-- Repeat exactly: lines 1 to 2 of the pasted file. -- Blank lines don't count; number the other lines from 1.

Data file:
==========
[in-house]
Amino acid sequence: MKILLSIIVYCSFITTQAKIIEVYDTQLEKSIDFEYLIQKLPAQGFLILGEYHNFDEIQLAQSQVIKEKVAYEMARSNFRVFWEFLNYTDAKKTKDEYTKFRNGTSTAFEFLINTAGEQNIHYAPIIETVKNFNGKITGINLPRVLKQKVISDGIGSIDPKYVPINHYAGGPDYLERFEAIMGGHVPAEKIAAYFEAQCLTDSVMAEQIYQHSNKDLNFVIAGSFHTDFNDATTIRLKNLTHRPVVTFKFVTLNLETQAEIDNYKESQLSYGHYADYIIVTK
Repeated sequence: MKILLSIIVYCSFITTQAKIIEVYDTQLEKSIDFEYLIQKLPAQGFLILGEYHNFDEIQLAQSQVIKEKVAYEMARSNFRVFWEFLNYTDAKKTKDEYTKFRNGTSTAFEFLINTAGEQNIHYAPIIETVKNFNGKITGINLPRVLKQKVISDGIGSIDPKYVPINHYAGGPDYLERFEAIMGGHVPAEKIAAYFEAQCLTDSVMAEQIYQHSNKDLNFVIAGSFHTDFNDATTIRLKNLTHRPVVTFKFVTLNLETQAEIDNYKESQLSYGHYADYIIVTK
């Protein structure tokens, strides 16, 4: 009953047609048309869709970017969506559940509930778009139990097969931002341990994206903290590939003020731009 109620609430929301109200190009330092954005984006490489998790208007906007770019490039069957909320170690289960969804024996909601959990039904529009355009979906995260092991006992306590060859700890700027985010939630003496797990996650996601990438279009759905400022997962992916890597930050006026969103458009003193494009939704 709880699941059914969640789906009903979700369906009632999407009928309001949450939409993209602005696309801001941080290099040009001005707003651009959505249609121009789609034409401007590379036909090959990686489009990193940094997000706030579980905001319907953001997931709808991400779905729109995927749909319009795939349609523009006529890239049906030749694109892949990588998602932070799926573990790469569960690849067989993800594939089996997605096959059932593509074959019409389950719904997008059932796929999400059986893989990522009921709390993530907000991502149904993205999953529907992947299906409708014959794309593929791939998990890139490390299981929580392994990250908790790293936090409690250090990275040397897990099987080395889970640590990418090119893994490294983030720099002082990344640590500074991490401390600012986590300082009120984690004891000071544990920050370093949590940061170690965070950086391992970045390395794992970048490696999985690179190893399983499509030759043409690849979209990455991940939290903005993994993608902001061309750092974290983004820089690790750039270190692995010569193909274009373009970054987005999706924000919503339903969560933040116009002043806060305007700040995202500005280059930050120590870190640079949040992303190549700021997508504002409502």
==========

[in-house]
Amino acid sequence: MKILLSIIVYCSFITTQAKIIEVYDTQLEKSIDFEYLIQKLPAQGFLILGEYHNFDEIQLAQSQVIKEKVAYEMARSNFRVFWEFLNYTDAKKTKDEYTKFRNGTSTAFEFLINTAGEQNIHYAPIIETVKNFNGKITGINLPRVLKQKVISDGIGSIDPKYVPINHYAGGPDYLERFEAIMGGHVPAEKIAAYFEAQCLTDSVMAEQIYQHSNKDLNFVIAGSFHTDFNDATTIRLKNLTHRPVVTFKFVTLNLETQAEIDNYKESQLSYGHYADYIIVTK